Archive for the ‘Politics & Elections’ Category

Vinson, Ruehlig to take on Belle for County School Board, three run for their seats on Antioch School Board

Saturday, July 14th, 2018

Antioch School Board Trustees Debra Vinson and Walter Ruehlig will challenge incumbent Jeff Belle for County School Board. Photos from AUSD and CCCBOE.

By Allen Payton

Long-serving Antioch School Board Trustee Walter Ruehlig let it be known on Saturday, July 14 that he will not run for reelection and instead join fellow Trustee Debra Vinson and take on County School Board Vice President Jeff Belle in November’s election.

While Vinson, finishing her first and rather contentious term on the Antioch School Board, didn’t officially announce her campaign, she did ride in a car in the Antioch July 4th Parade with a sign indicating her decision to run for the county board. In 2017 Vinson was censured by her fellow board members for her interactions with district employees. (See related article). She was also passed over for the board presidency, following her year as Vice President. (See related article).

In an effort to achieve greater transparency for the public, earlier this year and after years of the Herald pushing the issue, Vinson was instrumental in getting the school board meetings televised live for the first time in the district’s history, via their YouTube channel.

On one issue, all three will most likely agree, which is approving charter schools. Both Vinson and Ruehlig were two of the three board members who, earlier this year, voted in favor of the East Bay Tech Academy middle and high charter school petitions, and Ruehlig was one of the three who voted for the Rocketship elementary charter school petition in 2016. Belle has voted against one and approved five other charter schools while on the county board.

“I have decided definitely to run for Area 5 County Board of Education,” Ruehlig stated, following rumors of the possibility.

In his official announcement, he wrote:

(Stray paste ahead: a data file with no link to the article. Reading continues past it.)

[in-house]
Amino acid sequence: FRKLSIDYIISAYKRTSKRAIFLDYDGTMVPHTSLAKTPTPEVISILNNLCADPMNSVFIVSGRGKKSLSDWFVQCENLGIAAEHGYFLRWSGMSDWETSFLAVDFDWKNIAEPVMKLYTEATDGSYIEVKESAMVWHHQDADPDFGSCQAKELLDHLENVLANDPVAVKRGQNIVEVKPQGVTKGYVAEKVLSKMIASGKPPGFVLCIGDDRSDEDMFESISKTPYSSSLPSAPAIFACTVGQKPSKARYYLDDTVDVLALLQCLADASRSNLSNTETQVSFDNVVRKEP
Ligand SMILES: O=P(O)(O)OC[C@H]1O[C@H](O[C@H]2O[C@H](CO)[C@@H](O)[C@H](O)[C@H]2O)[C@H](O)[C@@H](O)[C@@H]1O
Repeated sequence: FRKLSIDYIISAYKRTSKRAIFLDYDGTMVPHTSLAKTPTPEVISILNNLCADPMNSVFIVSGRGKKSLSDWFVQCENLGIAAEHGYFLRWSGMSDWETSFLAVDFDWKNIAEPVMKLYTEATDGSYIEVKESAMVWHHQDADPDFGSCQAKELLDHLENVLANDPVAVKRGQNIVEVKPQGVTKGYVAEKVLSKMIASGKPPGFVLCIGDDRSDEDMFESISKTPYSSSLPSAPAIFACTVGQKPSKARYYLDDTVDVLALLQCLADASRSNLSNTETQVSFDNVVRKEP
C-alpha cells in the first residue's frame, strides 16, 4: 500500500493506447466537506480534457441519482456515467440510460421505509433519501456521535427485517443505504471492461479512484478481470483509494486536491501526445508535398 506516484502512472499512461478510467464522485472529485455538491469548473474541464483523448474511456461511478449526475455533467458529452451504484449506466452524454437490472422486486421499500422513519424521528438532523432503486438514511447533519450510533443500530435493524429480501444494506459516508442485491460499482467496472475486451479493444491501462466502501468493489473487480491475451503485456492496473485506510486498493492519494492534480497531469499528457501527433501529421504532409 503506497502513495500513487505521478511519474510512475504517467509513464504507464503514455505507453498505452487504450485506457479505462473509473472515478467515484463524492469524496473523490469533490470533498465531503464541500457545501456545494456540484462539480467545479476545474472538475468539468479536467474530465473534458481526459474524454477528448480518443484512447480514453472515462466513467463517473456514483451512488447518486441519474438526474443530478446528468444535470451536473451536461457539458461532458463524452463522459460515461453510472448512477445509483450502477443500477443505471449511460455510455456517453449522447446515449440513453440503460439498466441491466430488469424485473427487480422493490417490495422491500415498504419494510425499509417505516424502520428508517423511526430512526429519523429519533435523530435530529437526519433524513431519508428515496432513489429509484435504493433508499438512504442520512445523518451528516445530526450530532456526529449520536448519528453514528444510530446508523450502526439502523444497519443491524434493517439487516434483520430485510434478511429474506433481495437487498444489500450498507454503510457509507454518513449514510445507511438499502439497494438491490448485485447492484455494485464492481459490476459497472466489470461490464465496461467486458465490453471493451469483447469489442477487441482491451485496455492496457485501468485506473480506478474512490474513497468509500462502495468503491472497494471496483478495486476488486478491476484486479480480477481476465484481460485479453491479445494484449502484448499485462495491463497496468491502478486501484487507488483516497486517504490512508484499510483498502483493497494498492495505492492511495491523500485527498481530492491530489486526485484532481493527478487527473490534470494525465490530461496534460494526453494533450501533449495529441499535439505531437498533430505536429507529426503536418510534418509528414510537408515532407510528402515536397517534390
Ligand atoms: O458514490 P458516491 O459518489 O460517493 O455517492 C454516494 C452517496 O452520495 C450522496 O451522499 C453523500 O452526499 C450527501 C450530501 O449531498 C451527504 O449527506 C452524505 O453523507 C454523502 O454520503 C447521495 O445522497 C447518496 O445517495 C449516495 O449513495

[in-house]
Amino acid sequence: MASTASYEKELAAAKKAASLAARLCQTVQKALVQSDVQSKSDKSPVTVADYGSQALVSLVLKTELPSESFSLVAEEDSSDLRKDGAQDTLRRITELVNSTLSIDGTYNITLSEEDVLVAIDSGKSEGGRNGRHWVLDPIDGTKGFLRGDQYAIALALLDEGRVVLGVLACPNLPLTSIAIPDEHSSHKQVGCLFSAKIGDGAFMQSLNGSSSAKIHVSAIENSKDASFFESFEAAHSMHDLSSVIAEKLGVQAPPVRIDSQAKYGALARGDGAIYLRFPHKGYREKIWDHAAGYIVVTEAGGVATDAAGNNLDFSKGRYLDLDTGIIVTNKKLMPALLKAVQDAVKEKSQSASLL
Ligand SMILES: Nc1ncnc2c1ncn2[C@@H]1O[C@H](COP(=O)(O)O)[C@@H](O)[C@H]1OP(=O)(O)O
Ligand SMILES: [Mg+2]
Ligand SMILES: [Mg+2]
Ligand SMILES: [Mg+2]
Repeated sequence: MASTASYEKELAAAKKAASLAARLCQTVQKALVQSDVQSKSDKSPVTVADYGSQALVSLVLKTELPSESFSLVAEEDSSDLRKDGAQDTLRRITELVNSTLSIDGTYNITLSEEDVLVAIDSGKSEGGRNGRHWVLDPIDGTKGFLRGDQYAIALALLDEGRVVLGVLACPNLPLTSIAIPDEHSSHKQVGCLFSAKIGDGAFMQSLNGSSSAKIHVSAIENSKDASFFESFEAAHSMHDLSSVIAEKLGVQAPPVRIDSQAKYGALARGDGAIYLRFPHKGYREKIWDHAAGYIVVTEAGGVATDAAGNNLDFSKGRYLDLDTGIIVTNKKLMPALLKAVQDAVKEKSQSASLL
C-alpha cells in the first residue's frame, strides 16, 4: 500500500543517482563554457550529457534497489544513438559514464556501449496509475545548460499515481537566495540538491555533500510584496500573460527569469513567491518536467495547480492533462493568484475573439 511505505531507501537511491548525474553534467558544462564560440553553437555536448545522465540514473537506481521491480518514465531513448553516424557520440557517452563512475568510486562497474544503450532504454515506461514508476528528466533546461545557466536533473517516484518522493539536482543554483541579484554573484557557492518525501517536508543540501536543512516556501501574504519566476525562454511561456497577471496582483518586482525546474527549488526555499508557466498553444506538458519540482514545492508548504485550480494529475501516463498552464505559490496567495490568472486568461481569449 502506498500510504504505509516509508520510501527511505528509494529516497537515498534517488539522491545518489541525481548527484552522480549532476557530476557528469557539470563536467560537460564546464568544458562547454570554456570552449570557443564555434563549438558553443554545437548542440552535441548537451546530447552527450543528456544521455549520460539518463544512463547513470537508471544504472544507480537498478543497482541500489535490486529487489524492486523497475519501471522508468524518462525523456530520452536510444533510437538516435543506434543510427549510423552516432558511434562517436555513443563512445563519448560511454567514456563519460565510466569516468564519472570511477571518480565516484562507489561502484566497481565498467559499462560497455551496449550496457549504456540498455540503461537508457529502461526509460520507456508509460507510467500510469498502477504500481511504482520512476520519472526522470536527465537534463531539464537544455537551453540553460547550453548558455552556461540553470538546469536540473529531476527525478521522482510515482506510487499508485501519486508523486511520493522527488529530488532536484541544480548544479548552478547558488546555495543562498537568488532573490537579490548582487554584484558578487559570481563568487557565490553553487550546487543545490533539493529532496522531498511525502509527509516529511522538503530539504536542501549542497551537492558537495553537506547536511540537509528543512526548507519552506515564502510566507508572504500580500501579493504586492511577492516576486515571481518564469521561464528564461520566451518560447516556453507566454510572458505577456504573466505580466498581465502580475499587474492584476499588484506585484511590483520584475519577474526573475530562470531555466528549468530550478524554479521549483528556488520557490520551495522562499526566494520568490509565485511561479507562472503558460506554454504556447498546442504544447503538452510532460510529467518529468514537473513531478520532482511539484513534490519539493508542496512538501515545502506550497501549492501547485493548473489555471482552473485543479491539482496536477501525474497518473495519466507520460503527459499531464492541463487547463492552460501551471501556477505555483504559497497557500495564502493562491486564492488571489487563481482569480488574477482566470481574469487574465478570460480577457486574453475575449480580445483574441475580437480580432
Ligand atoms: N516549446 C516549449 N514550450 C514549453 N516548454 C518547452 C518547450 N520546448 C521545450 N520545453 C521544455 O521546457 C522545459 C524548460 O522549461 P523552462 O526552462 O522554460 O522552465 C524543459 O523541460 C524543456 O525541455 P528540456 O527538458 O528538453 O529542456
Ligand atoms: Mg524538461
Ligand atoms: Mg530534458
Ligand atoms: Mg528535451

I will be submitting my candidacy papers on Monday, July 16th to run for Area 5 of the County Board of Education, which covers Antioch, Bay Point, Bethel Island, Brentwood, Byron, Clyde, Knightsen, Oakley, and Pittsburg.
In June of 1968, I dedicated myself to public service and youth education when I taught English for the Peace Corps in Sultandag, a rural village in Turkey that had no electricity.  Fifty years later, the idealism continues.

I believe that that my twelve-year service, with three years as President, on the Antioch School Board, and my experience with the Pittsburg Unified School District as a California Department of Rehabilitation Workability Program Director for adults with disabilities and as a career counselor, have given me useful insight into County Trustee duties.  I am excited by the challenge of overseeing career training programs, special education, community day schools, and facilities for incarcerated juveniles.

I was a late-bloomer myself but, fortunately, had teachers who didn’t give up on me. I eventually caught fire and worked my way through college.  My passion for sharing opportunity and persisting with high-risk, disadvantaged or under motivated students is my way of returning thanks.

Aside from counseling, teaching and administrative background, I feel I have the proven temperament and intangible skill sets requisite for good governance.

I enjoy communication and transparency. I am open, creative and innovative but believe in sober budgeting, no-nonsense classroom behavior standards and back to the basics core curriculum.  I am pragmatic and put my ego at the door to focus on getting the task at hand done one building block at a time.  In this age of divisiveness, I am proud to say that I can get along without always going along. I am a consensus-builder but no pushover. I cannot be bullied or bought.

I look forward to meeting the voters of Area 5, hearing their concerns, and presenting my vision. I welcome their scrutiny and would be honored by their support. I pledge not to let them, or their kids, down.

Walter Ruehlig

Candidate, Area 5

Contra Costa County Board of Education

Incumbent Jeff Belle

Elected in 2014, Belle has faced a variety of controversies before and during his term on the County School Board. In January 2016, Belle admitted to claiming he was a respiratory care practitioner even though he didn’t have a license and was fined $8,200 by the state. (See related article).